Leonard, R.L., L.A. Kaplan, J.F. Elder, R.N. Coates, and C.R. Goldman. 1979. Ecological Monographs 49:281–310.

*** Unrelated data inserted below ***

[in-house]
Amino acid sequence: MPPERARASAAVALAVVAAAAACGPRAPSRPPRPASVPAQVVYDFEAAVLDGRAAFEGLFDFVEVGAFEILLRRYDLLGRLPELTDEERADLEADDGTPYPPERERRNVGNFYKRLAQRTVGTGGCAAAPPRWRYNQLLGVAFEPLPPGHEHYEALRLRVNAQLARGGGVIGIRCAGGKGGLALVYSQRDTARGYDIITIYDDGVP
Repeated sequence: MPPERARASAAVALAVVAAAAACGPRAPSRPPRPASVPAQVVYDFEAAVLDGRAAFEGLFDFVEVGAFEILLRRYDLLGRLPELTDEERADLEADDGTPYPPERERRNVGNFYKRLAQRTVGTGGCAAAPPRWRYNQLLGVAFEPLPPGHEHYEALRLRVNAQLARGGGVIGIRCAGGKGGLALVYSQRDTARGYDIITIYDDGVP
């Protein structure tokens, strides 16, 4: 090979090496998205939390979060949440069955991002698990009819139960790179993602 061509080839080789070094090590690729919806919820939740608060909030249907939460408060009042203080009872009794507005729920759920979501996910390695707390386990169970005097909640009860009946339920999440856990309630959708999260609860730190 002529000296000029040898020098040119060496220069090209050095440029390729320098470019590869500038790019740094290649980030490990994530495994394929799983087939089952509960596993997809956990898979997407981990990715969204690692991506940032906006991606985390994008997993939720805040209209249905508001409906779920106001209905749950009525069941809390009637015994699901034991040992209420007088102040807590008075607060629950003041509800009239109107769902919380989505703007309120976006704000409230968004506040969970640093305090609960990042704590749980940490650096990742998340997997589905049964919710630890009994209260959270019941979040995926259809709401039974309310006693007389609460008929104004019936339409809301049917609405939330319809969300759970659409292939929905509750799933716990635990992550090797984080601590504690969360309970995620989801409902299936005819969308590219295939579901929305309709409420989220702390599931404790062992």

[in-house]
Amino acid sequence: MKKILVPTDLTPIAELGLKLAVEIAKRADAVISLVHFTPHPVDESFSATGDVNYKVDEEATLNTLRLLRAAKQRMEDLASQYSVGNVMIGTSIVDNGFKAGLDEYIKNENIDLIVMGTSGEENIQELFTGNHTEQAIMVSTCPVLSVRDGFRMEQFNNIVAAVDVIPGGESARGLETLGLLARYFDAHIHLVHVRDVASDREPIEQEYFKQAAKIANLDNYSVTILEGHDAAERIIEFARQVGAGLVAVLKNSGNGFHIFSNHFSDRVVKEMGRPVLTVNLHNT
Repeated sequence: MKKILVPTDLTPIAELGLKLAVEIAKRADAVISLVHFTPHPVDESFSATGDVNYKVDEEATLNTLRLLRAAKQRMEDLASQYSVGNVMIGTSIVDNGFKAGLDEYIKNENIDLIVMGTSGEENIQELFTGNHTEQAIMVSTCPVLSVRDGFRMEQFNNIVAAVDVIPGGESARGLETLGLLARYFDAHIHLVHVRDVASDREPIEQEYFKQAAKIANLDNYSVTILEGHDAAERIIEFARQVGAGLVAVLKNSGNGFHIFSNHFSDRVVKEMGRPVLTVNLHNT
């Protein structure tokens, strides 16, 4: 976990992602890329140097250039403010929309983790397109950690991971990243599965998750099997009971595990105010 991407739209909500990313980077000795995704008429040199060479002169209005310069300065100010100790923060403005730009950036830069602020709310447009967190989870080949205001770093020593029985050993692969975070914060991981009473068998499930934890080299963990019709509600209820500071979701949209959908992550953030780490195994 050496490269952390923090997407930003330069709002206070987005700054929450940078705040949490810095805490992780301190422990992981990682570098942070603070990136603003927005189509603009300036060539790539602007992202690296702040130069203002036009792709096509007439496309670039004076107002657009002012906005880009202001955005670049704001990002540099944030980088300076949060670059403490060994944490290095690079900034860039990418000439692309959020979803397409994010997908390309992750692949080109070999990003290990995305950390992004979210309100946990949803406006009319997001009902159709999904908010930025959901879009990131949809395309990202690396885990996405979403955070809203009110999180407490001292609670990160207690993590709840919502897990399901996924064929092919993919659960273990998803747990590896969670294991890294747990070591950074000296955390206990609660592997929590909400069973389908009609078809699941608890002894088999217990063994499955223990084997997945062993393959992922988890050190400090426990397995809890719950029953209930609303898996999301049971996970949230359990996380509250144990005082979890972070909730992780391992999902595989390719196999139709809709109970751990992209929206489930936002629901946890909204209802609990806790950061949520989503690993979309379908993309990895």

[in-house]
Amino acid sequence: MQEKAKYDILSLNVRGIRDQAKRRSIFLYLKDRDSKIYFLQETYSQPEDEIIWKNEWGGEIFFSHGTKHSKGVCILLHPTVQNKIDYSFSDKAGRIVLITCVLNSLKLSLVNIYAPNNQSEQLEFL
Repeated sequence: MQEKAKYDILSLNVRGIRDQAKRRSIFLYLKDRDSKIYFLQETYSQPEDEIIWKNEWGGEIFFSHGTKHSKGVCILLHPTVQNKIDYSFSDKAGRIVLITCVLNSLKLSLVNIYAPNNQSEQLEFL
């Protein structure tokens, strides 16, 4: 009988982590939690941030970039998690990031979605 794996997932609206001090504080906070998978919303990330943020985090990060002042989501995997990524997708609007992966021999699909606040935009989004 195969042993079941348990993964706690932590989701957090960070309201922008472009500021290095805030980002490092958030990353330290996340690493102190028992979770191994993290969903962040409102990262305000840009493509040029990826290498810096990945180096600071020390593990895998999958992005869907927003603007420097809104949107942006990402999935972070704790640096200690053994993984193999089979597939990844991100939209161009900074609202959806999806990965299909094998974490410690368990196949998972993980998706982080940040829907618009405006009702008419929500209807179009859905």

The watershed of Ward Creek, a tributary to oligotrophic Lake Tahoe in the Sierra Nevada, has been investigated since 1971 with the objective of improving our knowledge of processes of nutrient and sediment release and transport to the lake. Quantitative data on selected stream water parameters were collected for 3 yr (1972–1975) at three stations on Ward Creek, two on the main upper tributaries and one near the stream mouth. Comparative data were collected at a stream mouth station on adjacent Blackwood Creek in the 3rd yr. The parameters were selected on the basis of their significance to eutrophication of Lake Tahoe. Precipitation in a normal year is over 90% snow but annual patterns vary widely and rainfall at any time of year can be highly important in sediment and nutrient transport. Water discharge and the flux of suspended sediments, NO3-N, phosphorus, iron and trace metals were dominated by the spring snowmelt runoff from mid-April to mid-June. However, in 1974 heavy fall and summer rains accounted for a large percentage of the annual flux of sediments and nutrients in a total of only 14 d. The spring runoff was characterized by distinct diel water discharge patterns. Similar but not coincident patterns were found to exist for sediments and nutrients, including NO3-N, but not for soluble phosphorus. The Ward watershed has 87% the area of Blackwood but discharge proportionately much lower quantities of sediment and nutrients in comparable water yields per hectare in water year 1975. This contrast in fluxes was probably accounted for in the history of greater disturbance by man in Blackwood Canyon. The principal source of suspended sediments in Ward Creek was streambank erosion in the lower reaches of the channel. The dominant form of inorganic nitrogen in Ward was NO3-N derived from precipitation, symbiotic nitrogen fixation and nitrification of organic nitrogen in forest soil. Phosphorus and iron were almost entirely in particulate form and thus their periods of flux occurred during high flows and sediment transport. Sediment and nutrient loading of Lake Tahoe from the Ward and Blackwood watersheds reflects a history of soil disturbance and vegetation removal. Logging, fire and stream channel diversion have been the dominant perturbations. Conservative extrapolation of annual loading data from this study to the entire basin indicates that algal nutrient levels in the lake probably have increased sufficiently in the century of man’s intensive disturbance of the basin watersheds to account for increased phytoplankton and periphyton production that have been measured and observed since 1958.